Type: Trad, 650 ft, 7 pitches, Grade II
FA: probably Gudman Kaarhus, Silver (Norm) Lee, and Ralph W. Johnson, July 30, 1950
Page Views: 3,525 total · 81/month
Shared By: Richard Denker on Oct 16, 2015
Admins: Nate Ball, Micah Klesick

You & This Route

10 Opinions

Your To-Do List:

Add To-Do · View List

Your Star Rating:

     Clear Rating

Your Difficulty Rating:

-none- Change

Your Ticks:

Add New Tick


With the possible exception of the SE Spur this is the best climb on Mt Washington. For High Cascade in Oregon this route has excellent rock, maybe the best on any mountain in Oregon. But it is still poor compared to the Sierras or North Cascade. I have climbed this route at least four times. The last time I climbed it, my climb partner, Paige and I had a very fun and rewarding climb.

Route: With the exceptions of the starting dihedral and a “V” chimney on the summit massive there are multiple of variations to each pitch. The climb can be divided into three distinct parts:

Part 1: Two or three pitches of reasonable climbing up to 5.8.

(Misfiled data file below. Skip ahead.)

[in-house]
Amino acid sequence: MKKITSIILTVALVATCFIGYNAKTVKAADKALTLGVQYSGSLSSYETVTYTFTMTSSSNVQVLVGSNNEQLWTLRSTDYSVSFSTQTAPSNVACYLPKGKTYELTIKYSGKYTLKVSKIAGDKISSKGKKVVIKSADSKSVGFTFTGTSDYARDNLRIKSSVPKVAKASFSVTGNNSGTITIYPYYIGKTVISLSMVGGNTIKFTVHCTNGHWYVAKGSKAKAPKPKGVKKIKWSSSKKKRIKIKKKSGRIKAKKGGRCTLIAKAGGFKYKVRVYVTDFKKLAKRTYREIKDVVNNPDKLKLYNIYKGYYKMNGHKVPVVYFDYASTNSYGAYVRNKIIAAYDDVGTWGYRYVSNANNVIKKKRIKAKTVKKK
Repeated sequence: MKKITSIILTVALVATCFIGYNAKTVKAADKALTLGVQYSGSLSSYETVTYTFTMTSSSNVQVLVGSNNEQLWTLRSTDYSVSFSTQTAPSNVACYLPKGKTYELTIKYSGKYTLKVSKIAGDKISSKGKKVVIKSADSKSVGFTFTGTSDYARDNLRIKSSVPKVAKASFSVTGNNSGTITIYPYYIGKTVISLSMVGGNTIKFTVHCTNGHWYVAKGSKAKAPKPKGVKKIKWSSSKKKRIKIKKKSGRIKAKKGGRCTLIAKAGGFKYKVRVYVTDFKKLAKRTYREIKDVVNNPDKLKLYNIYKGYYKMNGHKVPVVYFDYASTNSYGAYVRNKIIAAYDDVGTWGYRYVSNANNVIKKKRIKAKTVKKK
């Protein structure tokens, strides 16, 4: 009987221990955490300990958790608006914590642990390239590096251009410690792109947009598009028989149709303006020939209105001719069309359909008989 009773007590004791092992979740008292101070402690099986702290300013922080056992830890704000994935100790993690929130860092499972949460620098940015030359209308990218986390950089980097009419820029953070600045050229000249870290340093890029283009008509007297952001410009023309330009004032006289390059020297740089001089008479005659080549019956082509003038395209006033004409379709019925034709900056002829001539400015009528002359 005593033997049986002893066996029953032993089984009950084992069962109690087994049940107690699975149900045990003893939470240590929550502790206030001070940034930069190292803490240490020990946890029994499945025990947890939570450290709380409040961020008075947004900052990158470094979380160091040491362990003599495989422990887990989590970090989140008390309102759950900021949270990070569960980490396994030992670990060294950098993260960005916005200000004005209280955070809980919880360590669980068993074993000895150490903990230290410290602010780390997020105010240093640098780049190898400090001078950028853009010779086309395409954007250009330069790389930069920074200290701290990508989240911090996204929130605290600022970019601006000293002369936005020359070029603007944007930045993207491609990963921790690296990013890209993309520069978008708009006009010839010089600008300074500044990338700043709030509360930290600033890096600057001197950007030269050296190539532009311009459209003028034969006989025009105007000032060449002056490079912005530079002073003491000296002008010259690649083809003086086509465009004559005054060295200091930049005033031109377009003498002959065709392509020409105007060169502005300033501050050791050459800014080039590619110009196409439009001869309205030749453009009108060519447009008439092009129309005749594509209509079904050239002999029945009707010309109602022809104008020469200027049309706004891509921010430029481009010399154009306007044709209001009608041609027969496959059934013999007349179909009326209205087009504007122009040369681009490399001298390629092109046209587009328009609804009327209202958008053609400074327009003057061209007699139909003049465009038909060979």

First is a short pitch to get to the notch. There are three ways of doing this, two from the north side and one on the south side.
1. North side “rope drag” 5.4. From the alcove climb the easy rock to the right and circle around to the notch.
2. North side “direct” 5.7/8. From the alcove climb short vertical cracks leading slightly right of the notch.
3. From the south side 4th class slabs leads to the notch.
Once at the notch traverse on the south side for about 10 to 15 feet to a dihedral. At 5.8 the dihedral may be the crux of the climb. After the dihedral, easy climbing leads up to the crest of the ridge. Near the top enter a low angle shallow gully. Climb the simple low angle gully to its top. The gully is the steepest section of the loose “Cascade Dinner Plates”. With careful scrambling the dinner plates are not bad.

Part 2: The next 250 feet or so is easy climbing on the low angle ridge crest. This section contains more loose dinner plates, but again not dangerously so. This section ends at the base of the summit massive.

Part 3: The final section contains four or so pitches. For the most part, the rock of this section is solid and it is not until the final ridge walk do you encounter much loose rock.
About 80 feet up from the base of the summit massive is a short 20 feet “V” chimney. Climb the chimney. Above the chimney move left and continue up to a comfortable belay stance. From here there are many options for each pitch. None should be more than 5.7/8. About 250 feet from the summit, the route becomes easy 3rd class scramble.